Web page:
Airbus State Backing for New Aircraft: Opening Pandora’s Box?

Airbus State Backing for New Aircraft: Opening Pandora's Box?
Photo Credit: Airbus.

Following the article from the Financial Times where Airbus has said they may need state backing for a new aircraft to replace the A320, we ask the following: Are they opening Pandora’s Box again?

It is an interesting question to delve into, particularly following the WTO trade dispute being solved back in 2021.

Are the words of CEO Guillaume Faury adding a new flame to an old fight?

Rewind Back to 2004 With The WTO Trade Dispute…


Airbus State Backing for New Aircraft: Opening Pandora's Box?
Photo Credit: James Field/AviationSource

To understand this further, we need to rewind nearly 20 years ago to understand the section mentioned by the Financial Times about state subsidies.

And this, of course, all comes down to politics.

Following the withdrawal of the U.S’ participation in the 1992 Agreement, the country placed a complaint to the WTO over all EU support ever granted to Airbus.

The American planemaker claimed that Airbus had received billions of euros in subsidies received for developing commercial jetliners that were inconsistent with the trade rules of the WTO.

On the same day this claim was made, the European Union filed the same suit again, but against Boeing with the 787 program.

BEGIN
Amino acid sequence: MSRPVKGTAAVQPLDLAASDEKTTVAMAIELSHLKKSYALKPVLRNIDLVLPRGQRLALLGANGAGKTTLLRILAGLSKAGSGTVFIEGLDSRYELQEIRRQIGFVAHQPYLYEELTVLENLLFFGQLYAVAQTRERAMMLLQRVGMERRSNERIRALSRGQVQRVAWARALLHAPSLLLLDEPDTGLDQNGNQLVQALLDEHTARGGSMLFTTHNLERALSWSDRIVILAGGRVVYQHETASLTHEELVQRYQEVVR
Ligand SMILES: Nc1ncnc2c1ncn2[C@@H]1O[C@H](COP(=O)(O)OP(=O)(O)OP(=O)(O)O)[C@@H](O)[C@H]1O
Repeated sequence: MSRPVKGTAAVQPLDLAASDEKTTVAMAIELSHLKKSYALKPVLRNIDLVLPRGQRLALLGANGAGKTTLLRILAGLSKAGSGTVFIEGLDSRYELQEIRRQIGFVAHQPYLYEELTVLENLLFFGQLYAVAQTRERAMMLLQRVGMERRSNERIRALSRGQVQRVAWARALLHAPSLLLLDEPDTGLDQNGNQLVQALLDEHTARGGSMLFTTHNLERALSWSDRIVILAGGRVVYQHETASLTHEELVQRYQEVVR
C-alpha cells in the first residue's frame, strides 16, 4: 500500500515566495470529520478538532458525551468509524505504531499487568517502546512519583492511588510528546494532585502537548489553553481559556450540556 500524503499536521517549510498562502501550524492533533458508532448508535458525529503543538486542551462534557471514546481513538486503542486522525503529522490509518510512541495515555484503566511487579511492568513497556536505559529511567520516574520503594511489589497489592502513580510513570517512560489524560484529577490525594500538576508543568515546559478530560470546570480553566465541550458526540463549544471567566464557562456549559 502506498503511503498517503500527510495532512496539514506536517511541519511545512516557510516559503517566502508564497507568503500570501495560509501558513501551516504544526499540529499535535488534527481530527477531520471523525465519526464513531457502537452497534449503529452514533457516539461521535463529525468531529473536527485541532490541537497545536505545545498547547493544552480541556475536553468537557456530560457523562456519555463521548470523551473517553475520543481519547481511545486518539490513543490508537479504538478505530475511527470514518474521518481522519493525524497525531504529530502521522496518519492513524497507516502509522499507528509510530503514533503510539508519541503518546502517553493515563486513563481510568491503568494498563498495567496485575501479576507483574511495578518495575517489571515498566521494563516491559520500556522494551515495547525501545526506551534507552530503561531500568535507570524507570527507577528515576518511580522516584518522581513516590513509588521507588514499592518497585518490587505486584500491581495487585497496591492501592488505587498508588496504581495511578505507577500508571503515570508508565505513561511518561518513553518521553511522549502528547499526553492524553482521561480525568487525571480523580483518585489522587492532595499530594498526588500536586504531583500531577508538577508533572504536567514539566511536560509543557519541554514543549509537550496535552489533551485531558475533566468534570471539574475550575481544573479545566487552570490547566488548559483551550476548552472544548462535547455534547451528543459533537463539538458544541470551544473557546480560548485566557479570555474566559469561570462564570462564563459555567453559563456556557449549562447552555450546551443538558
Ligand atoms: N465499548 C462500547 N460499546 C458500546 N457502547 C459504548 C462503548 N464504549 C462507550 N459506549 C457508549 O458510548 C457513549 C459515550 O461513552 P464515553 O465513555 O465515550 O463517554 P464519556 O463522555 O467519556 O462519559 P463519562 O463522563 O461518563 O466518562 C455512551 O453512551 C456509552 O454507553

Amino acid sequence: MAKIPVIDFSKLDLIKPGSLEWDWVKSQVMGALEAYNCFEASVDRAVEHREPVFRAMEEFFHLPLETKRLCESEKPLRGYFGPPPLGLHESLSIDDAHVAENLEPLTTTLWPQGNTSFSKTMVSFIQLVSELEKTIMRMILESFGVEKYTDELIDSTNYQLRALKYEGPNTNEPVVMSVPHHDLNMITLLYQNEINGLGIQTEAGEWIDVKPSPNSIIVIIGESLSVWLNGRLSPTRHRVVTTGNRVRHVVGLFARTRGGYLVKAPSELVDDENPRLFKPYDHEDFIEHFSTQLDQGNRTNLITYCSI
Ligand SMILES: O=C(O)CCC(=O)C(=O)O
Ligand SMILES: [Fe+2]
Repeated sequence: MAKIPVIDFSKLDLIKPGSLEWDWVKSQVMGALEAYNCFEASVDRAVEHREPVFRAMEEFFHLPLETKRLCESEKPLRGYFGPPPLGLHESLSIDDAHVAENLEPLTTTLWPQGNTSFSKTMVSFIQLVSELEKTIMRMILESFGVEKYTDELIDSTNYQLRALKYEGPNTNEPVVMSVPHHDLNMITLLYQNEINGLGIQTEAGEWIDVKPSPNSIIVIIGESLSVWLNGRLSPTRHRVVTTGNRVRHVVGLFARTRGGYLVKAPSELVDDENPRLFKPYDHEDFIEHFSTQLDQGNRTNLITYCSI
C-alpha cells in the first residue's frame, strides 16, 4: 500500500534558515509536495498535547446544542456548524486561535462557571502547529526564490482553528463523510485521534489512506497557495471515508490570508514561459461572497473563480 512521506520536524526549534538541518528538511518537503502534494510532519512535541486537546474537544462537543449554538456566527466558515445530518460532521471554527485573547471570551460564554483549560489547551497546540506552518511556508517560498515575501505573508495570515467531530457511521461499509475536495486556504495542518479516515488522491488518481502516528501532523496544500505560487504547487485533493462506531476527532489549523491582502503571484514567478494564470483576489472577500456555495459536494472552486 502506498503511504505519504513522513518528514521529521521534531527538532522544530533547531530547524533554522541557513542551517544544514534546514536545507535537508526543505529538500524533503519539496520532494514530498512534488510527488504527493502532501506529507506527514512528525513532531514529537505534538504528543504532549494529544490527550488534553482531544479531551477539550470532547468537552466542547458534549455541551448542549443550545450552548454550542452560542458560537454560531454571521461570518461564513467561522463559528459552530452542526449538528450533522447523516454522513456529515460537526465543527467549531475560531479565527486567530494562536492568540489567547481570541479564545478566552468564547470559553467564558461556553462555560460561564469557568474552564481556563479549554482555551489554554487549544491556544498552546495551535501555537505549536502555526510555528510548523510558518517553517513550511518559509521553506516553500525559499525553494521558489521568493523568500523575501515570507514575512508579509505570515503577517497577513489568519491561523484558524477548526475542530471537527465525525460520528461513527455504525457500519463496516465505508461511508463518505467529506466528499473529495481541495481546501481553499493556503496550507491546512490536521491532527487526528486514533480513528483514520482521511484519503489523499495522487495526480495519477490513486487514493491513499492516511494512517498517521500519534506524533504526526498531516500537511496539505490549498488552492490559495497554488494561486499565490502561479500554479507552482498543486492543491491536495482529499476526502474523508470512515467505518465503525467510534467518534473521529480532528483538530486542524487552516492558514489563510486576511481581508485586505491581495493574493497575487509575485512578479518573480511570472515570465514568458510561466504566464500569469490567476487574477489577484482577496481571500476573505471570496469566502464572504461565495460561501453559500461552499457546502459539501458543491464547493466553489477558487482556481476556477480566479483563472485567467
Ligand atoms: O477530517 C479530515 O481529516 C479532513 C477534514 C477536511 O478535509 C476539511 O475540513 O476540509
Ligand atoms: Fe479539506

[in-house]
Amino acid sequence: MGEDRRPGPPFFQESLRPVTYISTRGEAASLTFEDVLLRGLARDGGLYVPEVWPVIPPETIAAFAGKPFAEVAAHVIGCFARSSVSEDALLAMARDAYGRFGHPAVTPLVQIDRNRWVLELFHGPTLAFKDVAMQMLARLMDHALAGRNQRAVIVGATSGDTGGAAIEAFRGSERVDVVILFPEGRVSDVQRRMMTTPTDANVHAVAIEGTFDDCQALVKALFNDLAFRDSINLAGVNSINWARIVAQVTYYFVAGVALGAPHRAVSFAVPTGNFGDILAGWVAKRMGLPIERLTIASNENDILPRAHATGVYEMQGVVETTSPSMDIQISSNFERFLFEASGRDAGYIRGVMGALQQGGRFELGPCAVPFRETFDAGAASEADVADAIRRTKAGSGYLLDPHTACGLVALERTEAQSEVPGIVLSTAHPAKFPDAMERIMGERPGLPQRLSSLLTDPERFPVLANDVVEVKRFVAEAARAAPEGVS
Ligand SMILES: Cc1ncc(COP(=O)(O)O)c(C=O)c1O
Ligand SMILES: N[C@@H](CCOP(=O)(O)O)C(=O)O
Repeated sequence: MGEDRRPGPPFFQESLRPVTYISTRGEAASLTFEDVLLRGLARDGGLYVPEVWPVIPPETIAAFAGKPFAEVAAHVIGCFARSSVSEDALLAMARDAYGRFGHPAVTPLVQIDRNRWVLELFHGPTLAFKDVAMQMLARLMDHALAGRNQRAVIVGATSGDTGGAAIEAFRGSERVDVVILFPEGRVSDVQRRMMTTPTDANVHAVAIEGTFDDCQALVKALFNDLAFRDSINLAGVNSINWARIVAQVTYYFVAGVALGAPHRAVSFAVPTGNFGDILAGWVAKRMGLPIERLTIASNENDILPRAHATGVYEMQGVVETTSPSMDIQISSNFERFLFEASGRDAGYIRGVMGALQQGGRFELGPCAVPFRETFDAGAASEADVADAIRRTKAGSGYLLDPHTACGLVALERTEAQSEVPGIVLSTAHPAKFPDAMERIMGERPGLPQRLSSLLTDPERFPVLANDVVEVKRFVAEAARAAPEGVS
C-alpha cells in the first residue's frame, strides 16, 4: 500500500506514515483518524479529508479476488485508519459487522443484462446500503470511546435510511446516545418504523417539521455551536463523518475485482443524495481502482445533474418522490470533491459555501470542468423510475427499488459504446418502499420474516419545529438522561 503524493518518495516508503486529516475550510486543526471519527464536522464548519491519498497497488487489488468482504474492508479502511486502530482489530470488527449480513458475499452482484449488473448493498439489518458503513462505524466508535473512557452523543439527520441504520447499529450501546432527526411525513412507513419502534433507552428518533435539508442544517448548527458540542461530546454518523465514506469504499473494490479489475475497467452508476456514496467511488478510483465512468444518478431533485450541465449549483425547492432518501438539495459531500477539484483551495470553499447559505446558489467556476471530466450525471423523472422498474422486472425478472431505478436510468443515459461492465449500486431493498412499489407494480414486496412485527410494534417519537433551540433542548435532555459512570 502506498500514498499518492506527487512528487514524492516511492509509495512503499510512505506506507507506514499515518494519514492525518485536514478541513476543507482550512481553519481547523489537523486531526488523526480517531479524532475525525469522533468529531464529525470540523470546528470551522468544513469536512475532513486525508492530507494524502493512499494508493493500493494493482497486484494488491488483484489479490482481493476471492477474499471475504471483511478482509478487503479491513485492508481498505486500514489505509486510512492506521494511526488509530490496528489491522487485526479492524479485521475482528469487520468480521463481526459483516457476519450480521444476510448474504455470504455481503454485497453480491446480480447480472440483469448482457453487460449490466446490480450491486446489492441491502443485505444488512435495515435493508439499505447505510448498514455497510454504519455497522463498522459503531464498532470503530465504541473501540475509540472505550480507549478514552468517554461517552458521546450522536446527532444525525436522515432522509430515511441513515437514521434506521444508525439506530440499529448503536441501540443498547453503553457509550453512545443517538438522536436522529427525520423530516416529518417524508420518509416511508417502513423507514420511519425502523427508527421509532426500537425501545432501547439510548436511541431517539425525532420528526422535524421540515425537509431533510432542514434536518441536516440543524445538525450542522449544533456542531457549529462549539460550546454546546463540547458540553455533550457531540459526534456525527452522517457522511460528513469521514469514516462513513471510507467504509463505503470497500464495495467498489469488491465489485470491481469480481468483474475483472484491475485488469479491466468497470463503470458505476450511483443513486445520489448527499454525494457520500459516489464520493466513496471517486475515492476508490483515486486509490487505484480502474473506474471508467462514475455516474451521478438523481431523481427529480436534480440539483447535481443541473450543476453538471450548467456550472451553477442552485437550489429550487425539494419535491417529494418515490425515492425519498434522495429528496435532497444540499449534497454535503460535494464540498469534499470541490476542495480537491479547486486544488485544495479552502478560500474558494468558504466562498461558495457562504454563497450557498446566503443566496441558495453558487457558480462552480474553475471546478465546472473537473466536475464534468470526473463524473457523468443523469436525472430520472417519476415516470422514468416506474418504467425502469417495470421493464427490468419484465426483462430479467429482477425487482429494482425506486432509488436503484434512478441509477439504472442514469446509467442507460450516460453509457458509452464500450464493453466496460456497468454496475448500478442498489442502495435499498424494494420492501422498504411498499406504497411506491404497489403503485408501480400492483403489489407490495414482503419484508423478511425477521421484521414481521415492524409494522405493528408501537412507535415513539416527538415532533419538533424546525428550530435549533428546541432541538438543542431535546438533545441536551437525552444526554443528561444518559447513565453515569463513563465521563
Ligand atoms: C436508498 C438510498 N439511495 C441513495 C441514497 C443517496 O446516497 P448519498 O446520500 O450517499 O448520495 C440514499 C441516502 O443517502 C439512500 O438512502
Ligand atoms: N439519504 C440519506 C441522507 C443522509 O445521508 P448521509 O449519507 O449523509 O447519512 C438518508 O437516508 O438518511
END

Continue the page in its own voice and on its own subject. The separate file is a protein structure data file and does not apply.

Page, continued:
Following a series of court findings between 2004 up to 2021, an agreement was eventually made in June 2021 to end the aircraft dispute.

Within this, the following has been agreed between Boeing & Airbus (U.S & EU) on top of $11.5bn worth of trade being developed due to tariffs being removed by either side:

Airbus State Backing for New Aircraft: Opening Pandora's Box?
Photo Credit: Joris Wendt/AviationSource
  • establish a Working Group on Large Civil Aircraft led by each side’s respective Minister responsible for Trade,
  • provide financing to large civil aircraft producers on market terms,
  • provide R&D funding through an open and transparent process and make the results of fully government funded R&D widely available, to the extent permitted by law,
  • not to provide R&D funding as well as specific support (such as specific tax breaks) to their own producers that would harm the other side,
  • collaborate on addressing non-market practices of third parties that may harm their respective large civil aircraft industries,
  • continue to suspend application of their countermeasures, for a period of 5 years, avoiding billions of euros in duties for importers on both sides of the Atlantic.

As we enter 2024, it will approach around three years by June since the deal was agreed upon, so by January, we are at the halfway mark of the five years of the suspension of countermeasures for tariffs.

So, could it be the fact that Airbus knows that by 2026, all of this could start again?

The Airbus A320 Family Has Significant Long-Term Life Ahead…


Airbus State Backing for New Aircraft: Opening Pandora's Box?
Photo Credit: Airbus.

It could be argued that the comments made by Airbus’ Guillaume Faury in the Financial Times is a bit of a strange statement to make, when you have several thousand Airbus A320 Family aircraft in the backlog.